Frequency

1 October 2013 by Pigmalijonas

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We will now learn a few adverbs that describe frequency.

niekada, niekados, niekuomet (never)
retai (rarely)
retkarčiais (occasionally)
kartais (sometimes)
dažnai (often)
visada, visados, visuomet (always)

retai kalbu. I rarely speak.
Jis retkarčiais eina pasivaikščioti. He occasionally goes for a walk.
Vytautas kartais nekalba. Vytautas sometimes doesn't speak.
Milda dažnai eina pasivaikščioti. Milda often goes for a walk.
Mes visada einame kalbėti. We always go to talk.
Dovilė ir Dalia visada kalba. Dovilė ir Dalia are always talking.
Dariau ir Vytautai, jūs visuomet kalbate! Darius and Vytautas, you are always talking!

The three negative adverbs that start with nie (niekada, niekados, niekuomet) need the verb after them to have a negative from (negation prefix ne):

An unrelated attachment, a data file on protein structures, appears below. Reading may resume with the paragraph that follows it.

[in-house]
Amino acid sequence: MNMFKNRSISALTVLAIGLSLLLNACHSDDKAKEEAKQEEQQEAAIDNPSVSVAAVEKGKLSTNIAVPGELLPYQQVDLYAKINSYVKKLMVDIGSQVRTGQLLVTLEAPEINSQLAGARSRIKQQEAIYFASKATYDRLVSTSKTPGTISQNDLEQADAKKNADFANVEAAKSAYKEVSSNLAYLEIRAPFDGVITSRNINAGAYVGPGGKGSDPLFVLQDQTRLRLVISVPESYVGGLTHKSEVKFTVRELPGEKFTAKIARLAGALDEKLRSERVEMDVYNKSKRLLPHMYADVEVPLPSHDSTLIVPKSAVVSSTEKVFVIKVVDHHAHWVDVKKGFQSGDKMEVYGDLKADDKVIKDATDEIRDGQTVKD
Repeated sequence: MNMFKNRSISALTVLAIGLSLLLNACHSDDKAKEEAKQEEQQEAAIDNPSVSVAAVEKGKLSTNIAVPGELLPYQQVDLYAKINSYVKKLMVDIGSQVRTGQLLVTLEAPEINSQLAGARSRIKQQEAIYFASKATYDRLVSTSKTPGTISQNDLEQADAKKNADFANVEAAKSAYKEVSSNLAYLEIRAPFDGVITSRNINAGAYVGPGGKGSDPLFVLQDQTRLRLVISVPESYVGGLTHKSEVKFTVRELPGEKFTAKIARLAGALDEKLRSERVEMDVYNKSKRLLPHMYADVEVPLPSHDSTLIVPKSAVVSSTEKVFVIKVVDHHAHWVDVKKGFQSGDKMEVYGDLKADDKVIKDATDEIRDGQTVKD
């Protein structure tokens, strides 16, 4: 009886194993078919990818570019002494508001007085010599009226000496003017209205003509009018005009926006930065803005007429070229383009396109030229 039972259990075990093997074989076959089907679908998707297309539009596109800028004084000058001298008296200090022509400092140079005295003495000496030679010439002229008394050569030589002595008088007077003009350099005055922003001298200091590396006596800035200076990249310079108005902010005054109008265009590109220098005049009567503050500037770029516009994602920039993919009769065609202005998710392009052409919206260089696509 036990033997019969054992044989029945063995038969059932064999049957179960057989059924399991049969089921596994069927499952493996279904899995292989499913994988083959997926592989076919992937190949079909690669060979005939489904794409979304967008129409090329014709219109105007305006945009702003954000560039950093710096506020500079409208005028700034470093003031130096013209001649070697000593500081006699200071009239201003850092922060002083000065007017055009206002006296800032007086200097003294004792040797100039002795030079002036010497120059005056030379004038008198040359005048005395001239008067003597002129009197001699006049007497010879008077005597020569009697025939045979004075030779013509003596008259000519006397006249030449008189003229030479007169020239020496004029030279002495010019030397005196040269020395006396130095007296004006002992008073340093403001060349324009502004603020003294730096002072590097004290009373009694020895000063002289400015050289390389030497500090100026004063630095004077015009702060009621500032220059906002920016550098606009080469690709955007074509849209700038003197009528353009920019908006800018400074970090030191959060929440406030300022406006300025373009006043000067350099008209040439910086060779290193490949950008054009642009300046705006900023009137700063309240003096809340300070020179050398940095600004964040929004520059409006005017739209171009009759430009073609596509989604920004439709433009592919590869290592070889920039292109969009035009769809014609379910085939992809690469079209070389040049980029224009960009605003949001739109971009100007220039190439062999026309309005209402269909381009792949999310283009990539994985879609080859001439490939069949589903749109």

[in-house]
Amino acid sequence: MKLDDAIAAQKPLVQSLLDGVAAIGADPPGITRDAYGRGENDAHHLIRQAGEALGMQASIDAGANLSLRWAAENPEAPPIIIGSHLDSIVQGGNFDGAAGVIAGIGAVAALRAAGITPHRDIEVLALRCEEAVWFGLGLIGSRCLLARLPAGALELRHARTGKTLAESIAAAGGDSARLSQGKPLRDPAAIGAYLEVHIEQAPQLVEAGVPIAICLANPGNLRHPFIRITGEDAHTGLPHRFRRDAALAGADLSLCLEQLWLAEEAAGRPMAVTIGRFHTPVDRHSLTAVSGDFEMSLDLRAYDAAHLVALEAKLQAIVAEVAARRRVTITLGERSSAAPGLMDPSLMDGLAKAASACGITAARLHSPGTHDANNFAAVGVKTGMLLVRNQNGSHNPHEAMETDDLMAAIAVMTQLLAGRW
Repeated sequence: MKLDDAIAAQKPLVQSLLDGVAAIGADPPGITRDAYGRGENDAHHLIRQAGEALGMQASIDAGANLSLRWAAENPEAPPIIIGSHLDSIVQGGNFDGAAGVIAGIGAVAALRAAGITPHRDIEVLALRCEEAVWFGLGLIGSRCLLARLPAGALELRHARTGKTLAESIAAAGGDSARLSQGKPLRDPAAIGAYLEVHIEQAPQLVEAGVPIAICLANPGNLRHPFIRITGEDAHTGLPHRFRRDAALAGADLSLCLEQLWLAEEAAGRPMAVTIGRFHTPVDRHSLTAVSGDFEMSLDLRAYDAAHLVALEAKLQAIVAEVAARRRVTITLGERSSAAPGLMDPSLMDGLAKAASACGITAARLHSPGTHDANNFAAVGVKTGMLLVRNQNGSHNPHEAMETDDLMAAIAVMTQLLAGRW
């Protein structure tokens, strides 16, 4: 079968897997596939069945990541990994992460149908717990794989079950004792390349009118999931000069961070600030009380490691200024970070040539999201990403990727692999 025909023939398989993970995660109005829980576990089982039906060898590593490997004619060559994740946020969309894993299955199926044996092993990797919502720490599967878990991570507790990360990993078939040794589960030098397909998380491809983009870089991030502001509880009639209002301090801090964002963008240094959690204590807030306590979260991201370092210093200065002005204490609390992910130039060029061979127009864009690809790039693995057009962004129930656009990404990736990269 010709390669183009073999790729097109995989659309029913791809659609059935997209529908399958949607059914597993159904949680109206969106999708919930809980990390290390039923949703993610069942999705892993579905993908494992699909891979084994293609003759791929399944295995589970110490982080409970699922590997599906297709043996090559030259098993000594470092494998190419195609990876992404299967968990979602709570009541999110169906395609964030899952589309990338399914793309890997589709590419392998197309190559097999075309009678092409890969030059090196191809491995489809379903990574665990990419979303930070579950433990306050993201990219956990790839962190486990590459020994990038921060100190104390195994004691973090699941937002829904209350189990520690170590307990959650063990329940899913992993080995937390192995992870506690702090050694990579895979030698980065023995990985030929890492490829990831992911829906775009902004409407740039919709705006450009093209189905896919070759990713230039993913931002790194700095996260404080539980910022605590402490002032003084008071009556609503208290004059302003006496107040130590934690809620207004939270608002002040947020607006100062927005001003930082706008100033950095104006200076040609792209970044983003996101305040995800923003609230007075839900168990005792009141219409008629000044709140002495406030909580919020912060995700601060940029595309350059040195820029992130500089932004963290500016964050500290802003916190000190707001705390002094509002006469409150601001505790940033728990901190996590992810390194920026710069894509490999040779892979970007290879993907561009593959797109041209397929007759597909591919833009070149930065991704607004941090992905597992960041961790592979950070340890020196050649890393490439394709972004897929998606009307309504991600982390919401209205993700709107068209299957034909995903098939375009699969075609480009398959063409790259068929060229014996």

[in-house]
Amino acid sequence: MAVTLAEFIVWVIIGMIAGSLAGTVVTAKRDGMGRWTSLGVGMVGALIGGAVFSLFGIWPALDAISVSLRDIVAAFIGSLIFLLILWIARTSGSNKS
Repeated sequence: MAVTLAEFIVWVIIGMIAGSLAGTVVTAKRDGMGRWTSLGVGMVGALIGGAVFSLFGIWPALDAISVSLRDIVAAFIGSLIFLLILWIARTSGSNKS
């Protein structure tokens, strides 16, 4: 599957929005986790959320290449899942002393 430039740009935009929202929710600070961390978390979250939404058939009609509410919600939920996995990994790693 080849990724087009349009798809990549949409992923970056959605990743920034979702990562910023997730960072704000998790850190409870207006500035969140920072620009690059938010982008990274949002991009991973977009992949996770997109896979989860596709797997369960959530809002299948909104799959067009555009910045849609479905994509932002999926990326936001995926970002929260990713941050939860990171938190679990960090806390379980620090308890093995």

niekada nekalbu. I never speak.
Ji niekados negyvena. She never lives.
Jis niekuomet neduoda man pinigų. He never gives me money.

Very often English speakers find this double negative illogical, as there is only one negative in English.

Word Meaning
never 1. niekada
He never gives me any money.
Jis niekuomet neduoda man pinigų.
2. niekados
3. niekuomet
retai rarely
retkarčiais occasionally
kartais sometimes
dažnai often
Milda dažnai eina pasivaikščioti.
Milda often goes for a walk.
always 1. visada
2. visados
3. visuomet

Comments:

teriath 1 May 2016 01:01
For other curious learners: "There's absolutely no difference in meaning between niekada and niekados. The first is simply used more frequently, the second has kinda got old. The same applies to visada and visados. The -uomet words have a slight difference in the scope of time..." says Pigmalijonas at
http://www.debeselis.net/forum/viewtopic.php?t=40249
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